2021 could see some of these businesses reappear in different guises and under new management. There has been a shift for some time to an online, postal and package related retail space. Unfortunately, for traditional store-based businesses, the nationwide lockdowns have only strengthened the demand, converting people that were previously resistant to using these ways of purchasing goods and services in the past. Many large online retailers have already announced that they are looking for more staff in their distribution and despatch centres and increased numbers of drivers for deliveries. These types of announcements present an opportunity for many of the retail workers displaced due to the pandemic, with many of the retail workers likely finding new opportunities with these types of online businesses. Taxing of these global-multinationals will also likely be a big theme of 2021. Many online companies have seen phenomenal growth, especially with regards to their popularity and demand. With more money being spent by consumers, governments are going to make sure that these companies pay more in taxes, shutting down and reducing legal loopholes, especially around where the business is registered or where the parent company is located. We are already seeing the EU looking at introducing a digital tax as one way of combating these types of problems.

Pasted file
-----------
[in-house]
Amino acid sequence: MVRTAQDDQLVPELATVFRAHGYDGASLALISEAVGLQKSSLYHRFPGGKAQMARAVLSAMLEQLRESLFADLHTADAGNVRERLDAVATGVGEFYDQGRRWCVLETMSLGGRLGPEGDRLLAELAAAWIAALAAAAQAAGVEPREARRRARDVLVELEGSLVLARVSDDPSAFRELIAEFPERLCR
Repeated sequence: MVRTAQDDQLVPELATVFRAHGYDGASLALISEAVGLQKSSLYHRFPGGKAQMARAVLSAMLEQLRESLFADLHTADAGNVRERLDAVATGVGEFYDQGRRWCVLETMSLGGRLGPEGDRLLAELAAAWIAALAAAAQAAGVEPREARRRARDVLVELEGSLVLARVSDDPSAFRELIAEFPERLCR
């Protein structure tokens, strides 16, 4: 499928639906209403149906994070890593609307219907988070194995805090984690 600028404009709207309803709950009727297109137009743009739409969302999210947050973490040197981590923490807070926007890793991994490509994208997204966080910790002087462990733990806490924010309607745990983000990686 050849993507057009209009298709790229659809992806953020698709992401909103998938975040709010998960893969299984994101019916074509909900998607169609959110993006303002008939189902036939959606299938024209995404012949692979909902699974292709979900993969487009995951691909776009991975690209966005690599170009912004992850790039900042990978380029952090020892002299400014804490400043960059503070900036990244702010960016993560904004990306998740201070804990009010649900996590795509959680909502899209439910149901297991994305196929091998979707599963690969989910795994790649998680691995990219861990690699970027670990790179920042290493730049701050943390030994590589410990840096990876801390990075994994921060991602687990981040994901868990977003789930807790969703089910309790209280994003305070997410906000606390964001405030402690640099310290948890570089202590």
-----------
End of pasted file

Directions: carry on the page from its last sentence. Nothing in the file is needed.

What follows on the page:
For Europeans and the UK, Brexit has dominated the news for the past four and a half years. Good or bad, the UK finishes the transition period on the 31st of December 2020. Whether the UK has a deal with the EU or not, the main benefit will be the end to all of the countless news items, uncertainty and pundits predicting the future. Hopefully also an end to a divided nation, frustration and division, with the UK beginning to operate as an independent sovereign nation. President-Elect Jo Biden will be inaugurated on the 20th of January 2021, and his presidency is already seen as a return to normality, a return to centre-left politics, which for many, has been sorely missed over the past four years. Hopefully, in 2021, we will see a calmer and one of building relationships, rather than isolation and instability.